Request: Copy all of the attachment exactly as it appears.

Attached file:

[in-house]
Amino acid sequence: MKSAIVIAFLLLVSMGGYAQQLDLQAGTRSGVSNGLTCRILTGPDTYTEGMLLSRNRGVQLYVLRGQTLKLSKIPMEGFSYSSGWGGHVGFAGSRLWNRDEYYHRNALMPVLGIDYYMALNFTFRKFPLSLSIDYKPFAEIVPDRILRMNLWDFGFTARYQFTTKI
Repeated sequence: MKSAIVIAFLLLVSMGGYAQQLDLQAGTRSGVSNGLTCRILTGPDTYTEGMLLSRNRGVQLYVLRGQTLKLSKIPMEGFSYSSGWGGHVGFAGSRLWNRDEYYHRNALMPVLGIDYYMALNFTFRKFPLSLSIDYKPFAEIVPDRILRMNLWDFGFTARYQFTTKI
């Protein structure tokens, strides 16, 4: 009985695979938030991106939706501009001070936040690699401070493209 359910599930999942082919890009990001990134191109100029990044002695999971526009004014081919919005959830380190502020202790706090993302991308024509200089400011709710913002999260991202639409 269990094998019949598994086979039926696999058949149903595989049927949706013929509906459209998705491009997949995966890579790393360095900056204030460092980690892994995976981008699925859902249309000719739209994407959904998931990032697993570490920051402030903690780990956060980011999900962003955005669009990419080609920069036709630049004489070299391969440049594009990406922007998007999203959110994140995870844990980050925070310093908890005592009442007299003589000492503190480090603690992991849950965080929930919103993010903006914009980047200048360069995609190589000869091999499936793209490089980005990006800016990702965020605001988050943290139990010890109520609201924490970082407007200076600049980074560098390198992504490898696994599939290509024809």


[in-house]
Amino acid sequence: MKSAIVIAFLLLVSMGGYAQQLDLQAGTRSGVSNGLTCRILTGPDTYTEGMLLSRNRGVQLYVLRGQTLKLSKIPMEGFSYSSGWGGHVGFAGSRLWNRDEYYHRNALMPVLGIDYYMALNFTFRKFPLSLSIDYKPFAEIVPDRILRMNLWDFGFTARYQFTTKI
Repeated sequence: MKSAIVIAFLLLVSMGGYAQQLDLQAGTRSGVSNGLTCRILTGPDTYTEGMLLSRNRGVQLYVLRGQTLKLSKIPMEGFSYSSGWGGHVGFAGSRLWNRDEYYHRNALMPVLGIDYYMALNFTFRKFPLSLSIDYKPFAEIVPDRILRMNLWDFGFTARYQFTTKI
């Protein structure tokens, strides 16, 4: 009985695979938030991106939706501009001070936040690699401070493209 359910599930999942082919890009990001990134191109100029990044002695999971526009004014081919919005959830380190502020202790706090993302991308024509200089400011709710913002999260991202639409 269990094998019949598994086979039926696999058949149903595989049927949706013929509906459209998705491009997949995966890579790393360095900056204030460092980690892994995976981008699925859902249309000719739209994407959904998931990032697993570490920051402030903690780990956060980011999900962003955005669009990419080609920069036709630049004489070299391969440049594009990406922007998007999203959110994140995870844990980050925070310093908890005592009442007299003589000492503190480090603690992991849950965080929930919103993010903006914009980047200048360069995609190589000869091999499936793209490089980005990006800016990702965020605001988050943290139990010890109520609201924490970082407007200076600049980074560098390198992504490898696994599939290509024809």